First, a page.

Recovering from Prohibition with the Help of JFK and Julia Child

As the wine industry rebuilt itself after the repeal of Prohibition, it found a market much changed in its thirteen year hiatus. The quality of wine was negatively impacted because California grape growers had to deliver grapes that shipped well rather than those optimal for winemaking. Wineries mostly sold their wines to wholesalers who bottled them under their own brands and then, in turn, sold them under generic names like “Chablis” and “Burgundy.”

In 1940, Americans were drinking one gallon of wine a year per person; the French were consuming forty gallons.

The American wine boom really began with the affluence of the late 1950s. Wine was attractive to educated suburbanites, especially those wealthy enough to travel abroad. While most of the world considered it a delicious beverage, Americans began to see it as a status symbol. A few role models helped. When John F. Kennedy came to the White House he brought his wife, Jackie, who loved all things French. French restaurants and French wines became very trendy. In addition, from a kitchen in a Boston television studio, Julia Child taught a generation of Americans how to prepare French cuisine—and how sipping and cooking can go together.

New products appeared in wine stores to meet the growing demand. Portuguese rosés hit the shelves. They were sweet, fruity, slightly fizzy, and imported from Europe. From West Germany came Liebfraumilch, a flowery, fruity, and slightly sweet blend of Riesling and other grape varieties.

Meanwhile, California’s reputation for world-class wines rapidly grew. In the early 1970s, resourceful winemakers, many educated in their craft at the University of California at Davis, developed a new genre of California wine. In a blind tasting that pitted several California wines against top French wines in 1976, the American wines—Stags’ Leap Cabernet and Château Montelena Chardonnay—won. This decision (by a panel of French judges), known as the Judgment of Paris, shocked and forever changed the wine world. Napa Valley was now on the global wine map.

- Overview - An overview of American wine.

Overview of American Wine

Today every state in the Union has a winery. As wine-drinking Americans, we have upgraded our taste in wines, helped by the proliferation of wine classes, wine tastings, dinners, wine publications, and tasting-note sharing platforms like Bottlenotes. While White Zinfandel remains a favorite for millions, there’s a new enthusiasm for wine exploration. The White Zinfandel craze morphed into a Chardonnay trend that shifted to a Merlot fad. Now there are even newer fashions: Pinot Noir and Shiraz. It used to be that the popular wines of choice were the ones that people could pronounce. Now, brave wine drinkers dare to try Grüner Veltiner and Gewürztraminer. California has taken to growing more Old World grapes. So-called Cal-Ital varieties like Barbera and Sangiovese are popular, as are the Rhône reds (made from Syrah, Grenache, and/or Mourvedre, traditional grapes of the Rhône Valley of France).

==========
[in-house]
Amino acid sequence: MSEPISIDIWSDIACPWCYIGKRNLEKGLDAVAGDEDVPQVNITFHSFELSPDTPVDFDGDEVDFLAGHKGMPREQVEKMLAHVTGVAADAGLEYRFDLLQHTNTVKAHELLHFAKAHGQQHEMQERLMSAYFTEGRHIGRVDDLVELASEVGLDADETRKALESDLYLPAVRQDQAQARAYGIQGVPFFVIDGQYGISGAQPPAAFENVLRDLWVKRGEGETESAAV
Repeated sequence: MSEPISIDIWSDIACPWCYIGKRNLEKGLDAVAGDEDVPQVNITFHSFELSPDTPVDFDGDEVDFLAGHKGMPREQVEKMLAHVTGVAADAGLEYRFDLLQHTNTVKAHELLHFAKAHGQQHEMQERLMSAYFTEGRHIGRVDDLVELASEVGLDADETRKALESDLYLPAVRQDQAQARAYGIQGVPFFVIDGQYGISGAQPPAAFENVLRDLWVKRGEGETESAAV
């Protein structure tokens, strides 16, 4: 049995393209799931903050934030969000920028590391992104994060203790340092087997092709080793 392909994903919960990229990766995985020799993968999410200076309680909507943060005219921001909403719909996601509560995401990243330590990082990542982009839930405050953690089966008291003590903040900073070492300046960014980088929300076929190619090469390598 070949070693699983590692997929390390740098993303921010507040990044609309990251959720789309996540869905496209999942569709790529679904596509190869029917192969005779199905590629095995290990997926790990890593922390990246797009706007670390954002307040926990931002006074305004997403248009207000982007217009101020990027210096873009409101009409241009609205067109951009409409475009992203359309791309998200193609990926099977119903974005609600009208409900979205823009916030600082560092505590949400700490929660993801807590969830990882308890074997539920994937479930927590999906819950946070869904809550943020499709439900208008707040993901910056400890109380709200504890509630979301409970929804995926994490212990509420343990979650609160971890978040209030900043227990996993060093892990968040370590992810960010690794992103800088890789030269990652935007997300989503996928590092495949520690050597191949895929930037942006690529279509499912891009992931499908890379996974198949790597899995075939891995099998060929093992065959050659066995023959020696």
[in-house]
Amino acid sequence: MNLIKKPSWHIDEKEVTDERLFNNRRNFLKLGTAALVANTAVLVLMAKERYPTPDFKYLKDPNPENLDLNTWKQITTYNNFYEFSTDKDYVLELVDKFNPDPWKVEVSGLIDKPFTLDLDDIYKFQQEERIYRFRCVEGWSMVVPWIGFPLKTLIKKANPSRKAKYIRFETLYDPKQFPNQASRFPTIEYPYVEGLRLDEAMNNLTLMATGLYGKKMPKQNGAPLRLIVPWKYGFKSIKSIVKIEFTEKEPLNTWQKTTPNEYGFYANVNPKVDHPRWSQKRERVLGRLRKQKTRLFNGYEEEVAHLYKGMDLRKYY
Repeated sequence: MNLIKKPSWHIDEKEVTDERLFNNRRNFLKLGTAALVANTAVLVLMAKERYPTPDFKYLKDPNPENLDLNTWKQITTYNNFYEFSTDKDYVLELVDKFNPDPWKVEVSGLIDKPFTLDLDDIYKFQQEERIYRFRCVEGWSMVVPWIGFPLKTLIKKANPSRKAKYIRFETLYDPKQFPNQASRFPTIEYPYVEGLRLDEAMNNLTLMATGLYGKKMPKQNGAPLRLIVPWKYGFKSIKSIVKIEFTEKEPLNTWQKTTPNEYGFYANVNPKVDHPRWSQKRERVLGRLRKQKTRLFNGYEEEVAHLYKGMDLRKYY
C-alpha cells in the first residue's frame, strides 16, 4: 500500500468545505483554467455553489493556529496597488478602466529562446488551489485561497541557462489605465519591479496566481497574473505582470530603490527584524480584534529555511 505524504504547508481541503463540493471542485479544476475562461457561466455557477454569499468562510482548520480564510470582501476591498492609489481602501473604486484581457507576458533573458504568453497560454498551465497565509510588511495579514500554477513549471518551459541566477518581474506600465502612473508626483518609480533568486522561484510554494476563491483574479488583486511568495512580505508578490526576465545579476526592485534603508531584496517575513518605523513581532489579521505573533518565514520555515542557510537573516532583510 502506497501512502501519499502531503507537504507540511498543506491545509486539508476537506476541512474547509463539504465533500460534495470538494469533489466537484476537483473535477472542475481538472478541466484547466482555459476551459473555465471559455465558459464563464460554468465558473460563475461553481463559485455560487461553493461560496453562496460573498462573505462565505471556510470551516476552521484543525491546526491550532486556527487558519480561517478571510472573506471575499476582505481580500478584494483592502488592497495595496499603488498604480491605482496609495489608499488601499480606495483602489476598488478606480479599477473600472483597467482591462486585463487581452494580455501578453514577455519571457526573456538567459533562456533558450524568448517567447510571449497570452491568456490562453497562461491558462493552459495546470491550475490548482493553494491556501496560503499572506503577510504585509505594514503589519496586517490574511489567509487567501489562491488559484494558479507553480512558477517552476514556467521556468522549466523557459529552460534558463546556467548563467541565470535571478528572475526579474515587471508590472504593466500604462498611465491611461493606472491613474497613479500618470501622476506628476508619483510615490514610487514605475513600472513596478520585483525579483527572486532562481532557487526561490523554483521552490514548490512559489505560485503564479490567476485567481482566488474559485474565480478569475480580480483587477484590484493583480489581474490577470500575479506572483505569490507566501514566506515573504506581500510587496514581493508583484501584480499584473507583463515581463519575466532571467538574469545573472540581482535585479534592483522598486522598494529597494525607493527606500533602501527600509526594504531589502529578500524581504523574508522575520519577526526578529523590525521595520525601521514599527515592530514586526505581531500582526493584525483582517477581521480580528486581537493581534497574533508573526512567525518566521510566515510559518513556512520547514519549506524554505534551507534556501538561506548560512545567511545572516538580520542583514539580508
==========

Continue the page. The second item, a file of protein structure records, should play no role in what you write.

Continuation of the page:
International collaboration as well as international competition has picked up. Famous names in wine—Mondavi, Lafite Rothschild, and Lapostolle—have invested heavily in land and facilities in places like South America to produce high-quality wines. On the other hand, Australian wineries have been able to give American producers a run for their money with well-made, inexpensive wines. They’ve been so successful that some U.S. wineries are labeling their bottles of Syrah with the Aussie name, Shiraz.

Technology is ever advancing.Who would have thought just a few years ago that people would seriously be discussing screw tops in the same breath as fine wines? The fact is that tainted corks have spoiled too much good wine. So the seventeenth-century invention that has lasted for so long is beginning to be replaced more and more by synthetic corks made of plastic or glass and screwtops. Fear not, however: The romance of uncorking a fine bottle of wine will never be lost.

Consolidation in the wine industry—larger wineries buying up smaller ones—has also become a fact of life. It enables one producer to market many brands and gain shelf space in retail stores. For consumers, the positive effects of consolidation are lower prices and ease of purchase. But consolidation also has contributed to some negative effects for American consumers: consolidation of producers, coupled with the lock many distributors have on distribution in regional markets, creates limited choices for consumers in supermarkets and large retailers that stock only the well-known and highly promoted brands from large companies. With the proliferation of imported products in the United States, the Internet as a purchasing channel, and the growing number of educated wine drinkers like you, there will continue to be a market for quality wines.

- Understanding the American System - A guide to understanding the American wine system

Understanding the American System

Until 1980, there was no American version of the French appellation system. A wine could be labeled “California” if the grapes were entirely grown in the state, or it could be labeled “Napa County” if three quarters of the grapes were grown in Napa County. But vineyards do not always follow political borders, and wines half from Sonoma and half from Napa had a very tough time indeed. They could call themselves “California” wines but this would be selling themselves short – they didn’t want to have to hide the fact that they came from two of the top regions in the state.

In 1980, everything changed when the Bureau of Alcohol, Tobacco & Firearms authorized the creation of American Viticultural Areas. Usually called AVAs, these areas are the rough equivalent of a French appellation. These AVAs can be large or small, and they can also overlap.